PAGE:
One of the greatest challenges for the instructor of Greek social history courses is to distill and present the disparate primary sources to the novice undergraduate student. And so a new edition of The Greek City States: A Source Book is welcome indeed. An eminent scholar of Greek social history, Rhodes has culled and organized the most pertinent sources from Greek literature and various corpora of inscriptions. The texts are accompanied with Rhodes’ own useful and lucid commentary.
The book begins with a historical overview and an introduction to the nature of the primary sources. The main part of the book is divided into eleven chapters. The first two chapters survey the Homeric and Archaic states. These are followed by a third chapter on economic and political development during the Archaic period. Appropriately, there are chapters devoted to political and social organization at Sparta and Athens.
Rhodes has added three new sections to The Greek City States. The first is a brief chapter on “Women and Children.” An interesting collection of new sources is gathered together in a chapter on “Economic Life,” which surveys agriculture, crafts, trade and banking. The third new chapter is concerned with religion in the Greek city. This final chapter suffers from being almost entirely Athenocentric, but it does achieve its goal of showing the scope of religious activity in the Greek city. These new chapters are all very short and provide only an introductory sampling of three very large topics in Greek history.
A chapter entitled “Other Cities” is disappointing both for its brevity and for focusing too much on the interference of Sparta and Athens on other states. Nonetheless, this is immediately followed by a superbly well-organized chapter entitled “Beyond the Single City,” which surveys sources on federal states, religious unions such as the Amphictyony, hegemonic leagues such as the Peloponnesian and Delian Leagues, peace treaties and other inter-state affairs.
The final chapter, covering the Hellenistic and Roman periods, is perhaps the weakest section of the book. Rhodes provides sources for various topics, including the interaction between the Greek city-states and the Hellenistic monarchs, the Aetolian and Achaean Leagues, and the rise of Rome. These sections provide a useful perspective on the evolution of topics introduced in the preceding chapter “Beyond the Single City.” Nonetheless, the individual Greek city becomes lost. Rhodes attempts to rectify this by adding a new section entitled “Variations on a Theme.” The documents included in this new section survey constitutional changes and new procedures instituted in the Greek city-states during the Hellenistic period. This is clearly too large a topic to be dealt with briefly and the collection fails to convey anything more than some random facts. While this chapter gives some detail on the Hellenistic period, it is far too cursory and students would be better served by a different sourcebook, such as Austin.1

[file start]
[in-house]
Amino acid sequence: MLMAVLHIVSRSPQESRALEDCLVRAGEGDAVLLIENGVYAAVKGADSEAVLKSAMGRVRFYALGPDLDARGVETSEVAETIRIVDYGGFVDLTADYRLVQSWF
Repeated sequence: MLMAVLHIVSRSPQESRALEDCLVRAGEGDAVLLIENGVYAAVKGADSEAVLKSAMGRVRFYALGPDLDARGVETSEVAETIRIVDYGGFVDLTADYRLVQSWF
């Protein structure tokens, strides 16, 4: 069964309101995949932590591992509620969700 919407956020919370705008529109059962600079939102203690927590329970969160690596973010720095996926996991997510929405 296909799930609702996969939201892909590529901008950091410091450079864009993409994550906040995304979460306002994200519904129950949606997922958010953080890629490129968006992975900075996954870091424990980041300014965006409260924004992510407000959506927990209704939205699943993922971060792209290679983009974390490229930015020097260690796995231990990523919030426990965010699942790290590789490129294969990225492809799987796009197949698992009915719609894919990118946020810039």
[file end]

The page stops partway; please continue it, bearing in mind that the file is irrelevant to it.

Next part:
This second edition of The Greek City States is superior to its predecessor. Each source is now numbered individually and Rhodes’ editorial commentary has been made clearly distinct at the beginning of each passage. These changes only serve to highlight Rhodes’ excellent choice of texts. Sources are presented in a clear and logical order. Indeed, the presentation is so effective that sources naturally segue into the next and the student can easily read through an entire section on a given topic (e.g. tyranny, nos. 48-62).
Rhodes has been careful to update the entirety of his text. New documents such as Draco’s homicide law (no. 45) have been added. Further texts on the status of foreigners can be found in the chapter on Athens (nos. 172-174). It is perplexing that a new text on xenelasiai at Sparta (no. 171) appears in the same context, but it immediately precedes Athenian documents pertinent to foreigners. Two extra documents have also been added pertinent to the later history of the Delphic Amphictyony (nos. 403-404). Some sections have been reorganized for greater clarity (e.g. nos 155-158 on the mothakes at Sparta). Other documents have benefited from an updated commentary. I note, in particular, that Rhodes now lists the more commonly accepted date in the 420s for the Athenian decrees concerning tribute collection and coinage (nos. 426-427).
Rhodes’ translations are both reliable and readable. He has chosen to present relevant sections of longer inscriptions rather than the full text. In doing so, he has not only made epigraphic material more approachable to the novice, but he has been able to include both extra commentary and other relevant sources.
Despite my reservations about the Hellenistic content, The Greek City States remains an excellent resource for the Greek history instructor. Indeed, it is superior in content, form and design to the comparable sourcebooks by Crawford and Whitehead,2 and the volumes by Fornara and Harding in the Translated Documents of Greece & Rome series.3 It is a welcome addition to any class concerning Greek social history of the Archaic and Classical periods.
1. M.M. Austin, The Hellenistic World from Alexander to the Roman Conquest: A Selection of Ancient Sources in Translation. Cambridge and New York: Cambridge University Press, 1981.
2. Michael Crawford and David Whitehead, Archaic and Classical Greece: A Selection of Ancient Sources in Translation. Cambridge and New York: Cambridge University Press, 1983.
3. Charles W. Fornara, Archaic Times to the End of the Peloponnesian War. 2nd ed. Cambridge and New York: Cambridge University Press, 1983. and Philip Harding, From the End of the Peloponnesian War to the Battle of Ipsus. Cambridge and New York: Cambridge University Press, 1985.